What does black spots on the tongue mean?

This blogpost will answer the question What does black spots on the tongue mean?

And will include the following topics: Black Spots on Tongue: Causes

Black hairy tongue

Causes of black hairy tongue

Symptoms of black hairy tongue

Diagnosing the cause

Home remedies for black tongue

Treatment for black tongue

When to see a doctor

What does black spots on the tongue mean?

Spots, patches, and discolouration on the tongue just might be harmless, but they can also be an indication of something more serious. Black spots on the tongue can range in size from microscopic dots to large black patches that are very scary. Inform a dentist or physician if you observe black spots and seek an appropriate diagnosis.

Black Spots on Tongue: Causes

Natural Appearance of Your Tongue 

Though you may have seen the black spots on your tongue for the first time, they might be a normal component of your tongue’s appearance. The tongue is a muscle with taste buds on it. As you chew, it moves food around your mouth, and your taste buds send taste signals to your brain. Taste buds are visible to the naked eye, and when stained by red wine or coffee, they can pop up and seem as black patches.

Black patches on the tongue might also be a sign of a disorder known as hyperpigmentation. Pigmentation is responsible for the colour of skin, hair, and eyes, and an excess of pigment in the tongue can cause harmless dark patches or spots, which can occur as a result of chemotherapy. The black patches that result from hyperpigmentation and chemotherapy normally fade away a few weeks after the treatment has ended.

Injury and your Tongue

Black patches on the tongue can be caused by oral piercings and tongue injuries. This is because damage to your tongue might result in a dark-colored sore. A black patch on your tongue might be a persistent evidence of injury if you’ve recently had an oral piercing or bitten, cut, or otherwise damaged it. If the sore persists, hurts, or becomes infected, make an appointment with your dentist to discuss treatment options.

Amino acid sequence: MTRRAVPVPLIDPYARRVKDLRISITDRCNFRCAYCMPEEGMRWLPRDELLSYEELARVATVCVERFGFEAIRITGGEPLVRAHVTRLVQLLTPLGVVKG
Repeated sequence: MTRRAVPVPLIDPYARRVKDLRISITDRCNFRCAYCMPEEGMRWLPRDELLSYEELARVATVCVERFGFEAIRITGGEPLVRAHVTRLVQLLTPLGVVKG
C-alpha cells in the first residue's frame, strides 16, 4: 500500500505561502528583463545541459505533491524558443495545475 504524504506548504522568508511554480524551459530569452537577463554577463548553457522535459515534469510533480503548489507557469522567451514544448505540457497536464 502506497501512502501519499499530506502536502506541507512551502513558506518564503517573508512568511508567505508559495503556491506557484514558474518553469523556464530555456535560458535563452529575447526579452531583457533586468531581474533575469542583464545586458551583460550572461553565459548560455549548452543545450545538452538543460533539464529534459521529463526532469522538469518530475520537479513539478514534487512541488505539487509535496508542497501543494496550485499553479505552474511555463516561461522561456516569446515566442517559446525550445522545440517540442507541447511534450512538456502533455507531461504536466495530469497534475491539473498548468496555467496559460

Chemical Exposure to your Tongue

Certain substances react with acids on the surface of the tongue, turning it black. The colour change might be caused by exposure to the chemical bismuth, which is included in several drugs used to treat stomach distress. Though the entire tongue frequently goes black, the alteration may first appear in patches. When you stop taking bismuth, your tongue should revert to its normal pink colour.

Tongue Cancer

Dark spots on the tongue are hardly ever a symptom of a severe illness such as cancer. The black patches might sometimes look as scabs or unhealed wounds. Other symptoms of tongue cancer include lumps, swelling, and difficulty swallowing. If you experience any of these symptoms, you should consult a doctor right away. Though tongue cancer is a dangerous condition, therapy is most successful when it starts in the early stages of the condition.

If the patches are gray/white, they may indicate a precancerous condition known as leukoplakia.

Black hairy tongue

Black hairy tongue is a transient, harmless oral disorder that causes the tongue to appear black and furry. The distinctive appearance is mainly caused by a buildup of dead skin cells on the many small projections (papillae) on the surface of the tongue that contain taste receptors. Bacteria, yeast, cigarettes, food, and other items may readily capture and stain these longer-than-normal papillae.

Although a black hairy tongue may appear frightening, it usually causes no health issues and is painless. Eliminating potential causes or contributing factors, as well as maintaining proper oral hygiene, typically results in a resolution of black hairy tongue..

Causes of black hairy tongue

Keratin is a protein that covers the tongue’s surface.

Keratin is normally lost as skin cells shed. Keratin, on the other hand, can build up on the tongue at times. As a result, the tongue may seem black and discoloured. Doctors call this a black hairy tongue.

The following factors increase the risk of keratin building up on the tongue:

poor oral hygiene, which may result from not regularly brushing or scraping the tongue

drinking coffee or black tea

smoking and other forms of tobacco use

recent or prolonged use of antibiotics

having a weak immune system due to a medical condition, such as diabetes or HIV

a condition called trigeminal neuralgia, which affects the facial nerves

radiation therapy.

Symptoms of black hairy tongue

Depending on the underlying reason, black tongue can induce a variety of symptoms.

The tongue does not always turn black when you have a black tongue. The predominant symptom, on the other hand, is that the tongue seems hairy due to the presence of long, thread-like growths.

People who have a black tongue typically do not have any other symptoms. Some people, however, may experience the following:

a discolored tongue that is black, brown, gray, or yellow

a tongue that feels fuzzy or sticky

a bad taste in the mouth